Trick-Or-Treating and Halloween Safety 

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Halloween teal basket full of non-food treats. Fall is in the air and Halloween is right around the corner.

With parties for both children and adults, trick-or-treating in malls, churches, and on the streets, haunted houses and corn mazes, there are plenty of opportunities for family fun.

However, there are also plenty of opportunities for accidents.  

 

Tips For Keeping Safe During Halloween 

Safe Kids Worldwide, a non-profit organization dedicated to children’s safety, publishes a list of Halloween safety tips for children and adults. A few of these include: 

For children: 

  • Choose a costume that allows for ease of movement and does not impede walking. 
  • Choose face paint over masks as masks tend to make it more difficult for children to see. 
  • Decorate costumes and/ or bags with reflective paint or tape, especially if the child’s costume is dark. 
  • Give your children glow sticks or lights if they are out after dusk. 
  • Even though older children may resist having parents around, the best way to keep children safe it to make sure they are supervised while trick-or-treating. If they are mature enough to require less supervision, adults may opt to stay at intersections while the children walk down a street.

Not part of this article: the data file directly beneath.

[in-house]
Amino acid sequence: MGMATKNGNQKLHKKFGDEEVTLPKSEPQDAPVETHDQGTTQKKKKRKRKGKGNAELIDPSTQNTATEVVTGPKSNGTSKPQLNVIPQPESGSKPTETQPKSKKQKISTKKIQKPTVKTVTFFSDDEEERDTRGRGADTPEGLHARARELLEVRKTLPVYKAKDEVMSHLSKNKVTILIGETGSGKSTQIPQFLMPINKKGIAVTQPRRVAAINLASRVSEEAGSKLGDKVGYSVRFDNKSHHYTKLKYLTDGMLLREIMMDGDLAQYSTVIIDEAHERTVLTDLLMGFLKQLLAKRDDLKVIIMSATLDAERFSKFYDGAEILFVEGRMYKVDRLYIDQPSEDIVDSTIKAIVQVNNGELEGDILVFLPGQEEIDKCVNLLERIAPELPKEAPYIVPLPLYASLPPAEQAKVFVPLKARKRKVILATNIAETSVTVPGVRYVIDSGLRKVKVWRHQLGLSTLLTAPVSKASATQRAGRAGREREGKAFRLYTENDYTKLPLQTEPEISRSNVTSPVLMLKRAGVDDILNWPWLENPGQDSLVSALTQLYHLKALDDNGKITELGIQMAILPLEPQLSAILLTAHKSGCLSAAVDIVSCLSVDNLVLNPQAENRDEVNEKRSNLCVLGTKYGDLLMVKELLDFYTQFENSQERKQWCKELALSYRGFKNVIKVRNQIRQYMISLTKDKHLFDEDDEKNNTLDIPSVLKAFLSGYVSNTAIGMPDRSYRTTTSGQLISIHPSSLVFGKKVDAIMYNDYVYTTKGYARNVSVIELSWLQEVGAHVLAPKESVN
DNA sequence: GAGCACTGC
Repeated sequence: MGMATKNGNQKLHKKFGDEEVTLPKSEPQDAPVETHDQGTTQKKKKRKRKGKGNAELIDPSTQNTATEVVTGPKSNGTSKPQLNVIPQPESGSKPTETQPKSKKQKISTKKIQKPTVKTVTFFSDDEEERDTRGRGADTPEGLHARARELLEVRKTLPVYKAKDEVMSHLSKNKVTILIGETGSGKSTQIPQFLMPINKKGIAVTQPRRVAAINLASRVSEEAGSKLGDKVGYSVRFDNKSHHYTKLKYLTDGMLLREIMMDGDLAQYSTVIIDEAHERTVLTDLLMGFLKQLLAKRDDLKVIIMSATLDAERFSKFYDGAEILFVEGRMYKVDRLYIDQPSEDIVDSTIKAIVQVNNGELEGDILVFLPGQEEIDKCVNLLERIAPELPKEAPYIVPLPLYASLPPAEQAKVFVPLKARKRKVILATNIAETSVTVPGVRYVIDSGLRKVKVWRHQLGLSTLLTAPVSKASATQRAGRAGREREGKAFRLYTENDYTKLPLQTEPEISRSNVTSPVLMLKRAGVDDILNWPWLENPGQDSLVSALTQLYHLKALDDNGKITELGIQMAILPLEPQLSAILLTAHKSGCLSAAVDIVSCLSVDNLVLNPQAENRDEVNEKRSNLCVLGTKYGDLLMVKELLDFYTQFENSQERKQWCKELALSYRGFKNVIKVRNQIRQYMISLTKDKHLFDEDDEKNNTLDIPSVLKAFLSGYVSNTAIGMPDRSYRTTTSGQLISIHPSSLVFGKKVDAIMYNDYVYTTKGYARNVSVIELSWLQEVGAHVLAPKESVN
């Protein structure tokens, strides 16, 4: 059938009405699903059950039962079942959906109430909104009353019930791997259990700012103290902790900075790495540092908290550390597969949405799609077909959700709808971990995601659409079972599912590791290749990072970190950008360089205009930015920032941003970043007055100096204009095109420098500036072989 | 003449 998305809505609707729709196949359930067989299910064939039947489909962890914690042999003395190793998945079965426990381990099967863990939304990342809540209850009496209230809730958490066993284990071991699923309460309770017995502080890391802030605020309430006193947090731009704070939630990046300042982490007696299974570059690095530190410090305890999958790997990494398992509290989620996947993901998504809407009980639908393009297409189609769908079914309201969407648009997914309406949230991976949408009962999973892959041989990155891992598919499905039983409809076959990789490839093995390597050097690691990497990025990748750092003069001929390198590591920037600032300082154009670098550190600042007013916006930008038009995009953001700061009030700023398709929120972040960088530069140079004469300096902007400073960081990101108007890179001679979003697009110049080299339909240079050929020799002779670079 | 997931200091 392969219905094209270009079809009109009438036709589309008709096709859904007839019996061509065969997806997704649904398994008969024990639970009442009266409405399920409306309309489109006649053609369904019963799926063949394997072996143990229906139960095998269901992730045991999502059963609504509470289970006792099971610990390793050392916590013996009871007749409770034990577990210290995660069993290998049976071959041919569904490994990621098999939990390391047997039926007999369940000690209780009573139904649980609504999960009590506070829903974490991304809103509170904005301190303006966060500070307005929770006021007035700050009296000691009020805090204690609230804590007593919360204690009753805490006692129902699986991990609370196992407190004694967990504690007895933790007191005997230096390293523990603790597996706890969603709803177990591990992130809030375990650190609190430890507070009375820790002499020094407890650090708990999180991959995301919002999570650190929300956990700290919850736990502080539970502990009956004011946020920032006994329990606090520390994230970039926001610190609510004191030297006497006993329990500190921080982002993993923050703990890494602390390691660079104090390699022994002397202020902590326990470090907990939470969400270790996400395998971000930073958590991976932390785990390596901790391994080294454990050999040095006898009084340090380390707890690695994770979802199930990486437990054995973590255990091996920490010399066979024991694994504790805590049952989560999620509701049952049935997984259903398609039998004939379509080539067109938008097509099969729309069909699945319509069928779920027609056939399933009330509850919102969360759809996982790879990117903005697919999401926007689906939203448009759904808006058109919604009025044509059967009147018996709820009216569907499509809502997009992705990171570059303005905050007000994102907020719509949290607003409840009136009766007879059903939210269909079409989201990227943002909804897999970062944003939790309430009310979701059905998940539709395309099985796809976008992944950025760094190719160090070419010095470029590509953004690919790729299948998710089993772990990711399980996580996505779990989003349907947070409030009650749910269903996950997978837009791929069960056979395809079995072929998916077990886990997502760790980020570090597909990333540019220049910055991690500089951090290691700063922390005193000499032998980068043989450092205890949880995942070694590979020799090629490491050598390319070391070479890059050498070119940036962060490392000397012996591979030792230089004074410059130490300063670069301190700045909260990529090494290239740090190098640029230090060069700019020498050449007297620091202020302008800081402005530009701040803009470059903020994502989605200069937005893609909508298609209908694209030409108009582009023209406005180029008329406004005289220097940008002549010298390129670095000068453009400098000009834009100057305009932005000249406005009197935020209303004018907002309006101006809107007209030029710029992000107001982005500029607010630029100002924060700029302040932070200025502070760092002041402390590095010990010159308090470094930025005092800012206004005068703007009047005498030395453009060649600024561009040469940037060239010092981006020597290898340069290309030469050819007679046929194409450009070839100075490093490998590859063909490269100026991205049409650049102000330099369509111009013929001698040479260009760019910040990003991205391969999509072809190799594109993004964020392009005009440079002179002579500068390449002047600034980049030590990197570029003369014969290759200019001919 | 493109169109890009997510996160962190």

For adults: 

  • Know the trick-or-treat hours for your locality so you can be on the lookout for children during those times. Do not assume, though, that all children will be off the streets after the specified hours are over. 
  • Turn your headlights on early to make your car more visible to children. 
  • Drive slower than usual in all residential neighborhoods while watching for children coming out of driveways and in between parked cars. 
  • Do not wear a mask or any other costume that restricts your vision or ease of movement while driving. 

Assumption of Risk 

When attending special attractions like haunted houses and corn mazes in North Carolina, the legal concept of assumption of risk protects the operators of those attractions from liability for some injuries.  

Visitors to a haunted house can expect to be frightened, for example, and visitors to a corn maze can expect to get lost. Visitors do not assume the risk for all injuries, though.  

Operators may still be responsible if a visitor trips over a dangerous obstacle or is injured on a dangerous prop. If Freddy Krueger’s claws are a little too sharp, or if a ghost or goblin gets too enthusiastic and physically assaults a guest, the operator of the attraction may be held responsible.  

Homeowner’s insurance covers private individuals if Halloween decorations cause trick-or-treaters or other visitors to trip and fall.  

In some circumstances, party hosts may be liable for injuries sustained in car accidents caused by intoxicated guests. 

Contact an Attorney 

If you or a loved one is injured while trick-or-treating or while participating in other fall or Halloween activities, the personal injury experts at Campbell & Associates can provide a free case evaluation. Call 704-326-7243 today for a free consultation.

2018-10-17T23:57:37+00:00
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